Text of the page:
During her visit to Moscow, Maria visited for the first time in her life a museum: the Tretyakov Gallery with one of the richest and largest collections in the world. She was so impressed by Andrey Rublev’s medieval icons, Ilya Repin’s Volga tugs and Impressionist masterpieces that she decided ‘on the spot’ to become a painter’. In her enthusiasm she even forgot that she had an appointment at the repatriation office. During a follow-up appointment, she received a positive-looking commitment for her emigration. She paid for the application form with photos by selling the braid of her hair. When she returned, she immediately got to work. Her first works were in the style of the famous works she had seen in the Tretyakov. In 1958 she received the coveted emigration documents.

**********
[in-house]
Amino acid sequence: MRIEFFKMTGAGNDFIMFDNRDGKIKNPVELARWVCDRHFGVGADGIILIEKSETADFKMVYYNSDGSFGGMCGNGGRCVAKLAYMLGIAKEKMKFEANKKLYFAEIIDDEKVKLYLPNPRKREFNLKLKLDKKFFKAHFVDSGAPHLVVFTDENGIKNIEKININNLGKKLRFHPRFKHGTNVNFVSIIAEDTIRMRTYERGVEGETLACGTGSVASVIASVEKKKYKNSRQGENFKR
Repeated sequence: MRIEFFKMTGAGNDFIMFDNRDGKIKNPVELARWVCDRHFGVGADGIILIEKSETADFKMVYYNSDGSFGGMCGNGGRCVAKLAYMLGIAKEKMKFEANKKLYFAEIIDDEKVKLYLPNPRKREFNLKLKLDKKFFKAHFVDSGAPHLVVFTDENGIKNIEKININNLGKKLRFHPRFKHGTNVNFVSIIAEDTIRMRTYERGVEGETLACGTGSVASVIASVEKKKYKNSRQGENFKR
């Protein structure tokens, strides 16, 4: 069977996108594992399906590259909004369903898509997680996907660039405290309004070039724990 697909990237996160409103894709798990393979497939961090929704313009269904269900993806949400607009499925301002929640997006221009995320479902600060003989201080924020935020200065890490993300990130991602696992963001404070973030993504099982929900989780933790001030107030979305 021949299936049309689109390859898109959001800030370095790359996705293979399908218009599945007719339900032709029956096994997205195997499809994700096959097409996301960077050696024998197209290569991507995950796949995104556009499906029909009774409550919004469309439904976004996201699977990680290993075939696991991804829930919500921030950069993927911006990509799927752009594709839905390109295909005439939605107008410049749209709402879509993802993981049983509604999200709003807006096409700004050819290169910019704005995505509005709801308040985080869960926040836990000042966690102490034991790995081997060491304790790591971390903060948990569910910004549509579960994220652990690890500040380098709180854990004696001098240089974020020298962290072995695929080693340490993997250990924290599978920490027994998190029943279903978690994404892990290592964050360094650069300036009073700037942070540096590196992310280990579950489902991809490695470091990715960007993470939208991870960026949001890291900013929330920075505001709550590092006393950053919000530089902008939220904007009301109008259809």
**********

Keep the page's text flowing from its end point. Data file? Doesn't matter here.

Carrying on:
The reunion of the spouses was a bitter disappointment. After the short marital togetherness in 1939 and the separation of almost 20 years, they turned out to be completely estranged from each other. Her husband became furious when he discovered that his docile young wife had turned into an assertive self-managing woman and that her paintings were flawed. He had the idea that he had married a disturbed person and preferred to deposit her paintings on the balcony in the rain.
Spring at the lake. Painted under pseudonym (1985 or earlier). Acrylic on canvas 51×71 cm.